The World’s Wildest Delicacies

If you’ve ever watched Andrew Zimmern’s show Bizarre Foods on the Travel Channel, this is the story for you. The Times of London sent reporter Matt Rudd on the trail of the world’s wildest delicacies. Check out what it’s like to eat the exotic ortolan:


Considered by the French as the ultimate gastronomic experience, and by the rest of the planet as the ultimate cruelty, ortolan-munching was banned in 1999. It’s not hard to see why: putting a napkin over your head and scoffing a petite and endangered songbird, bones, beak and all, could be construed as unnecessarily nasty. Not long before the ban, François Mitterrand didn’t set a good example, requesting ortolan to be served to him and 30 guests at a final banquet, eight days before he succumbed to cancer. This month, the French government agreed to enforce the original ban after campaigners revealed that an estimated 30,000 birds were still being poached each year in Aquitaine. Tastes like crunchy hazelnuts with a brandy aftertaste – not surprising, as the unfortunate birds meet their death in a glass of armagnac. I can think of worse ways to go.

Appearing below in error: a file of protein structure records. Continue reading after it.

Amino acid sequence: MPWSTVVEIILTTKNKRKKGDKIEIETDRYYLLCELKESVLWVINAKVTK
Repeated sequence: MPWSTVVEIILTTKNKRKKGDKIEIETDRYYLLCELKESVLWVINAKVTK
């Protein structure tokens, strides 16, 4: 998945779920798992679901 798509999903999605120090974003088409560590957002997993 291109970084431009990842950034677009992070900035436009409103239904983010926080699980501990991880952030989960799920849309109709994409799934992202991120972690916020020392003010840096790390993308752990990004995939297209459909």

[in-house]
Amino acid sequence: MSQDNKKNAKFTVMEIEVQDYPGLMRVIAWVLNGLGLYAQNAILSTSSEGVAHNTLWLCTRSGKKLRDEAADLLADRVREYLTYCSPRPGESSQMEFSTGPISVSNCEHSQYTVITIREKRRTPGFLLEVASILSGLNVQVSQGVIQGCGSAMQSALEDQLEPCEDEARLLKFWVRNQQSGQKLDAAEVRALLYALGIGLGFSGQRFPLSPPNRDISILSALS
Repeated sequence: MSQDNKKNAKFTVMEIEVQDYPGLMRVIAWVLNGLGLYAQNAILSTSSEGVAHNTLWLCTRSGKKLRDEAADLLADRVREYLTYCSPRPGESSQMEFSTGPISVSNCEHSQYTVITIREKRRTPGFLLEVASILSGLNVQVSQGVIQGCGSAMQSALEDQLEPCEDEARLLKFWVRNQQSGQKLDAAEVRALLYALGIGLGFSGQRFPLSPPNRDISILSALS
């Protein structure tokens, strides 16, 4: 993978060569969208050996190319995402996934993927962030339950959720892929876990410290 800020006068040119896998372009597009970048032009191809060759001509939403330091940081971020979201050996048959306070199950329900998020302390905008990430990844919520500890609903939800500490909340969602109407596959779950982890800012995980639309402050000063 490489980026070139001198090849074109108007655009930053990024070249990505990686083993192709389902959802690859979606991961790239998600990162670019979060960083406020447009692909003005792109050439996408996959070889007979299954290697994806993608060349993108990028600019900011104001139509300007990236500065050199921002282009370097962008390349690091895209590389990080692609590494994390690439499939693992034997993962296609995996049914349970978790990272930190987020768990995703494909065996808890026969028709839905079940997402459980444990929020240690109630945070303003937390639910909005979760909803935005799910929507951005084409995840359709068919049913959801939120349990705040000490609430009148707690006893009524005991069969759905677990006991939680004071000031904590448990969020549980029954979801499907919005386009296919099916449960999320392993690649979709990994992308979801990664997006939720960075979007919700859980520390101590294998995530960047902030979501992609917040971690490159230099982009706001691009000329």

Yeah, that’s kind of disgusting.

The world’s wildest delicacies [Times of London]

The World’s Wildest Delicacies